No recognition was given by the world to the unfortunate inhabitants of Balochistan. Strangely, Balochistan never received much mention in the academic and political discourse of the Great Game. Indians who are generally obsessed with everything related to Pakistan were hardly aware of Balochistan or the Baloch as ancient inhabitants of the Indian subcontinent.
One of the most ignored parts of the subcontinent – politically, economically and historically – in 2016, Balochistan was reinstated in Indian consciousness when Prime Minister Narendra Modi during his Independence Day address mentioned the sufferings of the Baloch in Pakistan. The public discussion that followed exposed how little Indians know about the subject.
In her tenure as Senior Fellow, Nehru Memorial Museum and Library, Sandhya Jain tries to fill this knowledge void (Balochistan: In the Crosshairs of History, KW, 2021). Previously, in an edited volume on Jammu and Kashmir (J&K: Invisible Faultlines, Pentagon Press, 2019), she decimated the Nehruvian narrative by uncovering the hidden history of the State. From Jammu and Kashmir to Balochistan, Jain appears to be on a mission to uncover the ugly underbelly of the sub-continent’s historiography.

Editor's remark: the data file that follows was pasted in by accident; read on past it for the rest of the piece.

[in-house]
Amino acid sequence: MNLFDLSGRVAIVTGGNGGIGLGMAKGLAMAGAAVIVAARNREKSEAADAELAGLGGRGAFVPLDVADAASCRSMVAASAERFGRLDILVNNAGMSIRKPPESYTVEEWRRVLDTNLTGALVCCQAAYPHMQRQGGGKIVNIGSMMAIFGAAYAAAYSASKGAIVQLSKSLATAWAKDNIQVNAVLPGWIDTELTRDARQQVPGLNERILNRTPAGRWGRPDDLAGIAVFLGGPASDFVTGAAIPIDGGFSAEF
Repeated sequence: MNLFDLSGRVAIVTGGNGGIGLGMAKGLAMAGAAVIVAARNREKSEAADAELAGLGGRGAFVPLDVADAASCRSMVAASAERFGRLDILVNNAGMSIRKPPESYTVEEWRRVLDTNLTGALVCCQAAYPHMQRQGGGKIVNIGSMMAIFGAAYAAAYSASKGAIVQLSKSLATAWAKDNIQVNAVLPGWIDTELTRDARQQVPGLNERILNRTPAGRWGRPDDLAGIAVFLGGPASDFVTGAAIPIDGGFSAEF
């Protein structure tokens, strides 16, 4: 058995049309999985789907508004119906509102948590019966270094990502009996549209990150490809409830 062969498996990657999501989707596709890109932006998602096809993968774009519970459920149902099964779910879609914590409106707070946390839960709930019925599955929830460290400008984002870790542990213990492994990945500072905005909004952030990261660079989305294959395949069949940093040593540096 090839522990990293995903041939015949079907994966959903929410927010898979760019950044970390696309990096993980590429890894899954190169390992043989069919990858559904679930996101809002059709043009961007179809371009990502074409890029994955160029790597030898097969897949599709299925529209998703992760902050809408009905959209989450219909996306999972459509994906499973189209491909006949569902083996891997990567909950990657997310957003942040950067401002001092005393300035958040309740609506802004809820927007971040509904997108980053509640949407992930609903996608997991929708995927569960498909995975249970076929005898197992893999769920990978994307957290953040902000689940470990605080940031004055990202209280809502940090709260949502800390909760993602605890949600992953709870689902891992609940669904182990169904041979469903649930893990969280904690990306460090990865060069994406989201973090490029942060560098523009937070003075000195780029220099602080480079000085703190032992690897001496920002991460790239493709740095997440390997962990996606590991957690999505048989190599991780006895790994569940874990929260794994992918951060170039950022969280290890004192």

Through the six cogent chapters of its 332 pages the book succeeds in providing a complete understanding of the Baloch nation.
LAND OF BALOCH
The historical land of the Baloch is today divided between Afghanistan, Iran and Pakistan. The geopolitical significance of Balochistan lies in its location, from the mouth of the Strait of Hormuz to Sindh in the east, and north up to southern Afghanistan to Dera Ghazi Khan in the northeastern corner. This massive landmass connects three macro-regions: Asia, Africa and the Mediterranean basin. It forms the hinge between the Indian subcontinent, Central Asia and the Euro-Asiatic steppes and Iranian plateau; between those regions which open to – or gravitate towards – the Indian Ocean and its two western “sea routes”, namely, the Persian Gulf and the Red Sea.
Balochistan’s wide Makran coast further connects the sea routes of East Asia, the Persian Gulf, and the Red Sea. The province constitutes 44 per cent of Pakistan’s territory. This vast expanse of dry arid hilly land, full of mineral resources was strategically desired by contesting empire over centuries. Its current status derives from the colonial contest between Britain and Russia, with Persia (Iran) playing both sides and nibbling territory whenever it could.